1770. Englishman, Joseph Priestley named the material rubber, when he noted that it extremely good for rubbing off pencil marks on his paper.

1791. The first commercial application of rubber was initiated when an English manufacturer, Samuel Peal patented a method for waterproofing cloth by treating it with a solution of rubber in turpentine.

1800’s. For most of this period rubber was sourced from the Amazons of South America, despite it being difficult to harvest.

1818. Commercial use of rubber clothing started when Scottish medical student James Syme, discovered that a substance obtainable from coal tar could dissolve rubber, which could then be used for waterproofing clothing, Thomas Hancock devised methods for mechanically working rubber so it could be shaped.

1820. James Syme built England’s first rubber factory, a British Industrialist Mr Nadier whom produced rubber threads then attempted to use them in clothing accessories. James Syme used his process to waterproof cloth in order to make the first raincoats.

1823. Scotsman Charles Macintosh developed and patented the process for waterproofing fabrics.

1839. Charles Goodyear discovered a way of processing natural rubber to improve it’s elasticity. This had obvious advantages if applied to the manufacturing of condoms.

1844. Thomas Hancock, an English scientist and engineer, was the first to patent vulcanisation of rubber. A British patent. Three weeks later Charles Goodyear took out a patent in the USA. Charles Goodyear claimed to have discovered vulcanisation earlier; he accidentally spilt some sulphur into some rubber and not cleaning it up, left it over night and in the morning found he had hard rubber. This changed the face of industrial products.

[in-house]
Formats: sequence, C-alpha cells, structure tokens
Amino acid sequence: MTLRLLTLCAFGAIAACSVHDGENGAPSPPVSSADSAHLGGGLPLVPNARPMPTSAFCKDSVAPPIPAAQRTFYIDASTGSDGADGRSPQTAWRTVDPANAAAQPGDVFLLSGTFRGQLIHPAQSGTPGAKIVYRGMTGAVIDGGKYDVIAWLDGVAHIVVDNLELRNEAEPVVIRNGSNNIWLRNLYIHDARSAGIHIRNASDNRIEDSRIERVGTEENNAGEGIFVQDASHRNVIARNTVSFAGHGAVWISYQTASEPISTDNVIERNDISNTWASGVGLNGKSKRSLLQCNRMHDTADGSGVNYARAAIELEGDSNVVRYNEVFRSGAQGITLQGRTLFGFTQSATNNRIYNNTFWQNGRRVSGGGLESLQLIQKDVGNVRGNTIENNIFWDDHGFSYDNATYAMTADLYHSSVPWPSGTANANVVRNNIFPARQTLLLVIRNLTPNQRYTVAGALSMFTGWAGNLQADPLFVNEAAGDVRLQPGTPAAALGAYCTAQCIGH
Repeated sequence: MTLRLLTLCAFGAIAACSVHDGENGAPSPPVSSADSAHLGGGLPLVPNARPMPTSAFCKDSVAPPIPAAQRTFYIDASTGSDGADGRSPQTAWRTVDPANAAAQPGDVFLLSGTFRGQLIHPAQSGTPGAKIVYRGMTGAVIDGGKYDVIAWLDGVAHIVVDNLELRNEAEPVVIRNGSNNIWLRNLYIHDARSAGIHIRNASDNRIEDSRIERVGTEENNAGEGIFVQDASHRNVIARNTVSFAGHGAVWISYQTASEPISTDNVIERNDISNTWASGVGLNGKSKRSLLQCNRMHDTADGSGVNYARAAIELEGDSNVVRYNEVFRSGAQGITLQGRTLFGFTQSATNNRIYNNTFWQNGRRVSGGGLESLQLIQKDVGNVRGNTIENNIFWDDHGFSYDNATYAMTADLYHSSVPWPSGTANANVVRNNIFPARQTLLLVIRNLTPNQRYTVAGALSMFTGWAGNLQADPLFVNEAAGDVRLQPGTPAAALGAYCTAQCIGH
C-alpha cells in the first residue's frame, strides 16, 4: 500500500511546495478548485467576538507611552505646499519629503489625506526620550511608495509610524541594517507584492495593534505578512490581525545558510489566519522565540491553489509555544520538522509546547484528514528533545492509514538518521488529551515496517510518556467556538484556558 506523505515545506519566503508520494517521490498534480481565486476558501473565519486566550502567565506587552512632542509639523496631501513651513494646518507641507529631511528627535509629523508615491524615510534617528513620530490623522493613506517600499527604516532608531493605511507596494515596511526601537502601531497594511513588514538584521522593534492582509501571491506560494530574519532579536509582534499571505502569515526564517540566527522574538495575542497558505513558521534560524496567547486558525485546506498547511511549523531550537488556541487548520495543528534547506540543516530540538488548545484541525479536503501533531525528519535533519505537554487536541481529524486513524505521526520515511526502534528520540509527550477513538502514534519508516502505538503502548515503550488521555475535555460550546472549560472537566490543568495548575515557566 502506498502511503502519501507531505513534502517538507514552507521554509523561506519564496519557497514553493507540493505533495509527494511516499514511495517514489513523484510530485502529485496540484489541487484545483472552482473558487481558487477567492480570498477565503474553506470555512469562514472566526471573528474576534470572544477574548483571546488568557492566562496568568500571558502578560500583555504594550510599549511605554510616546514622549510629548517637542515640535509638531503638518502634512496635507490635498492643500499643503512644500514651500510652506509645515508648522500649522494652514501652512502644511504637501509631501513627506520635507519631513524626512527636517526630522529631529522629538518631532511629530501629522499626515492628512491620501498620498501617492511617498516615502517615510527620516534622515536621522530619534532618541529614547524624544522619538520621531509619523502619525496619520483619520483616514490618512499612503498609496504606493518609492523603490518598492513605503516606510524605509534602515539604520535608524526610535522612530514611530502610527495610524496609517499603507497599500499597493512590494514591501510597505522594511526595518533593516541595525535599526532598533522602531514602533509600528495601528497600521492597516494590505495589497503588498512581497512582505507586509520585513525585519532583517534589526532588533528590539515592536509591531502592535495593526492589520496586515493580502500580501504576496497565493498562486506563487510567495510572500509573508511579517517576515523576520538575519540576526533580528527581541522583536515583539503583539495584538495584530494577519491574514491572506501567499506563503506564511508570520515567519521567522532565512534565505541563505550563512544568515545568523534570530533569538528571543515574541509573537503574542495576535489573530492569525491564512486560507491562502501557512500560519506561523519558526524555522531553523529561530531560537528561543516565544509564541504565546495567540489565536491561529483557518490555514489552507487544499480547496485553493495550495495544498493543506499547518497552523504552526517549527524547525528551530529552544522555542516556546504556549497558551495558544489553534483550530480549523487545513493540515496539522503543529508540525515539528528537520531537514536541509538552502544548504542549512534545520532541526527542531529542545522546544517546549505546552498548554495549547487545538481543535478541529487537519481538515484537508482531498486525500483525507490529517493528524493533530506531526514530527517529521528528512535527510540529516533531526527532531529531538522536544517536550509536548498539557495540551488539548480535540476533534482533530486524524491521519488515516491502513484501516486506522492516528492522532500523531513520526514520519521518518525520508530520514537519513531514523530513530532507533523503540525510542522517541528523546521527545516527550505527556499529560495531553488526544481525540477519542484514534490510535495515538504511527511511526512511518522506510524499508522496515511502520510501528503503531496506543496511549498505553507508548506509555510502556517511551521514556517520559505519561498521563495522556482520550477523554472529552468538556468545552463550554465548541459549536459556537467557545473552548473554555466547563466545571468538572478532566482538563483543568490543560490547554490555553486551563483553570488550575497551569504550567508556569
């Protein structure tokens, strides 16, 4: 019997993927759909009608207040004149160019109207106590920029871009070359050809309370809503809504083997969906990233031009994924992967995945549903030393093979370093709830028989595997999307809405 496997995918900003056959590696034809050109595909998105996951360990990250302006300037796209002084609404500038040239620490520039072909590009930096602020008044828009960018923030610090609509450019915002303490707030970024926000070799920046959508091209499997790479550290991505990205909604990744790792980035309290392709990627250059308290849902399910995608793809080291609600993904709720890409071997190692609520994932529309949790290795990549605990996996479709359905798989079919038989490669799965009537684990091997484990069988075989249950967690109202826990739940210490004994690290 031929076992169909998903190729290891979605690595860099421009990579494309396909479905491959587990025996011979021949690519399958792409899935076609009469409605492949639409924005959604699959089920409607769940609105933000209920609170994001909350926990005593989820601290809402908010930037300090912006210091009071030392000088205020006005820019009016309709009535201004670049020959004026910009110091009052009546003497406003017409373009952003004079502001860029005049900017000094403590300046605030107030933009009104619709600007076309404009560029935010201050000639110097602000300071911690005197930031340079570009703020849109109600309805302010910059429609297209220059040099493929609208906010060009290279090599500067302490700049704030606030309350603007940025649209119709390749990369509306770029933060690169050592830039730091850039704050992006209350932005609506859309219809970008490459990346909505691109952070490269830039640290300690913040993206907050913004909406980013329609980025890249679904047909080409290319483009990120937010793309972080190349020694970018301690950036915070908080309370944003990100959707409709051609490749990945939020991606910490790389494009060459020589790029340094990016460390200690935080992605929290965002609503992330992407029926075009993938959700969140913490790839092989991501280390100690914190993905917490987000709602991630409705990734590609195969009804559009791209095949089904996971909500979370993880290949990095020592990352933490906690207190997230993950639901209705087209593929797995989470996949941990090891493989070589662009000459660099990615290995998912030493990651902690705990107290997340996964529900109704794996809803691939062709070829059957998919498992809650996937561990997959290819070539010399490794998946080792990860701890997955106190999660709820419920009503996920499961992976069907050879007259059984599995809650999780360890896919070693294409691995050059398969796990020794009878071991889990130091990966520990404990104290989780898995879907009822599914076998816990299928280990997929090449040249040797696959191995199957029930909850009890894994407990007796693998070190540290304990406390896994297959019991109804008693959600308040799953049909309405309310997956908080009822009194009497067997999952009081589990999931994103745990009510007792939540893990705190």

1855. The first rubber condom was produced.

1876. Englishman, Henry Wickham, transported an amazing 70,000 seeds from Brazil to Kew Gardens for germination, a few were successfully grown and the seedlings then sent, for production, to colonies of the British Empire. Ceylon (Sri Lanka), Indonesia, Singapore, British Malaya (Malaysia), India and Pakistan, Congo Free State, Liberia, Nigeria.

1909. The first synthetic rubber, polymerized methyl isoprene, was manufactured by Bayer laboratories, Elberfeld, Germany.

1912. Polish inventor Julius Fromm developed a new, improved manufacturing technique for condoms: dipping glass moulds into a raw rubber solution.

1920. The production of latex condoms, where you dip your moulds into a latex solution suspended in water, was invented and has remained virtually unchanged from this date; although no longer done by hand!

1940’s and beyond. Rubber was developed for many uses and has boomed ever since. See Clothing above.

Up until 100 years ago Africa was the main source of natural rubber, it was brutally extracted using what was basically slave labour. Today South-East Asia produces the most rubber, Thailand, Viet Nam, mainly Indonesia and Malaysia. The motor industry has encouraged the commercial production of rubber on an industrial scale. More than 80% rubber produced is for the car industry.